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THE

HARLEIAN MISCELLANY.

AN

HONOURABLE AND WORTHY SPEECH,

Spoken in the High Court of Parliament,
BY MR. SMITH OF THE MIDDLE-TEMPLE,

October 28, 1641,

Concerning the Regulating of the King's Majesty's Prerogative, and the

Liberties of the Subjects. With a Motion for the speedy Redress of all Grievances, under which the Church and State do lie.

London, printed by Bernard Alsop, 1641, Quarto, containing eight Pages.

Mr. Speaker, "HE last time we assembled, we sat like a college of physicians, upon

the life and death of three great patients; whose bleeding hearts lay prostrate before us, and we arrived at that critical minute, either to receive relief, or eternal destruction. The three fortunate nations were presented to us, in all their distractions, and grown to such a superlative in their miseries, that, like nursing mothers bereaved of their tender infants, they were careless of what might happen to them, Quia perdiderunt libertates. These three kingdoms, whose peace and amity filled the remaining world with envy and emulation, and were, like that happy trinity of faith, hope, and charity, in a perfect union, had but now their swords edged to each others confusion. O scelus hominum! Height of impiety! Kai su teknon! said Cæsar in the senate; it was not his death that grieved him, but that his son should advance his hand to his slaughter. How many sons and Neroes had we, whose earnest endeavours were to rip up their mother's womb, and, like vipers, eat through her bowels, and to lay desolate their father's house:

Quis talia fando
Temperet a lachrymis ?

And yet all this had been but a prologue to our tragedy, had not God Almighty pleased to interpose his hand, and to have been a pillar

of fire betwixt us and our captivity, and to have wrought our deliverance, by his great instrument, the parliament; whose constant labour it hath been, for this year past, to create a true understanding and firm peace between the nations; which I hope is so accomplished, that it is not in the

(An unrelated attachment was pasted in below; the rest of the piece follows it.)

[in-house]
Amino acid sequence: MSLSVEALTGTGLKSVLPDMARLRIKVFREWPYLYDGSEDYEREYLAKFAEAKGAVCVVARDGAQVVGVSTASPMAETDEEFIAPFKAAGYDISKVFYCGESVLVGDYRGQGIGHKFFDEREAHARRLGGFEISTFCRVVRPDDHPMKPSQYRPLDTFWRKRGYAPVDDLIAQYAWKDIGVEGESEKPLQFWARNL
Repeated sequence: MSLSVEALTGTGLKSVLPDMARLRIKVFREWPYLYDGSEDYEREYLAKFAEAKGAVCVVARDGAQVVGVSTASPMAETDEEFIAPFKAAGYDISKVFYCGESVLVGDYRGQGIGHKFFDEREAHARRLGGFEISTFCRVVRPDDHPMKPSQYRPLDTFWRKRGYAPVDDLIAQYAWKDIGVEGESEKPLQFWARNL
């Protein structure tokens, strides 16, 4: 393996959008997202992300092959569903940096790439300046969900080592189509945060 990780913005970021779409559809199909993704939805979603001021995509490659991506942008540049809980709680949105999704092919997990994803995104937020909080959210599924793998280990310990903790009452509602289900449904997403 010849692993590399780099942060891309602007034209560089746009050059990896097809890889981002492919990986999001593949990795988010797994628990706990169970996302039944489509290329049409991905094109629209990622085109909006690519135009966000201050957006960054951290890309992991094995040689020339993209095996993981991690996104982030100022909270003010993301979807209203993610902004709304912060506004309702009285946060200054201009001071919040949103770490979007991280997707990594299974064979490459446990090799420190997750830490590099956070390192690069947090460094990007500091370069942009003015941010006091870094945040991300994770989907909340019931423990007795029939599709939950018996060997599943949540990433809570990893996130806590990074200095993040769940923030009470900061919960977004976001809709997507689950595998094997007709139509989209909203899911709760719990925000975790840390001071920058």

power of the devil, or all his works, ever to dissolve it. This, I say, was the work of our last sitting. Give me leave, sir, I beseech you, to deliver what I conceive convenient to be of this: "To give God his due, to establish rights between king and people, and to compose things amongst ourselves. That we may give God his due, we must advance his worship, and compel obedience to his commands, wherein he hath been so much neglected. Honour and riches have been set up for Gods, in competition with bim; idolatry and superstition have been introduced, even into his house, the church, and he expulsed ; his name hath been blasphemed, and his day prophaned, by the authority of that unlawful book of sports; and thuse, who would not tremble thus to dishonour God, would not scruple to do it to their parents, or injure their neighbours, either by murther of themselves, or names, or by adultery, David's great crimes: They have not only robbed God of his honour, but men of their estates, and of part of themselves ; members and ears have been set to sale, even to the deforming of that creature, whom God had honoured with his own image ; that they might colour this their wickedness, perjury and false testimony have been more frequent with them, than their prayers; and all this proceeded out of an inordinate desire of that which was their neighbours; and thus God in all his commandments hath been abused. Can we then wonder at his judgments, or think he could do less to right himself upon such a rebellious people than he hath

I bescech you, sir, let us do something to seat him in his throne, and worship all with one mind, and not that every one should go to God a way by himself; this uncertainty staggers the unresolved soul, and leads it into such a labyrinth, that, nut knowing where to fix, for fear of erring, sticks to no way; so dies before it performs that, for which it was made to live: Uniformity in his worship is that which pleaseth him, and if we will thus serve him, we may expect protection from him.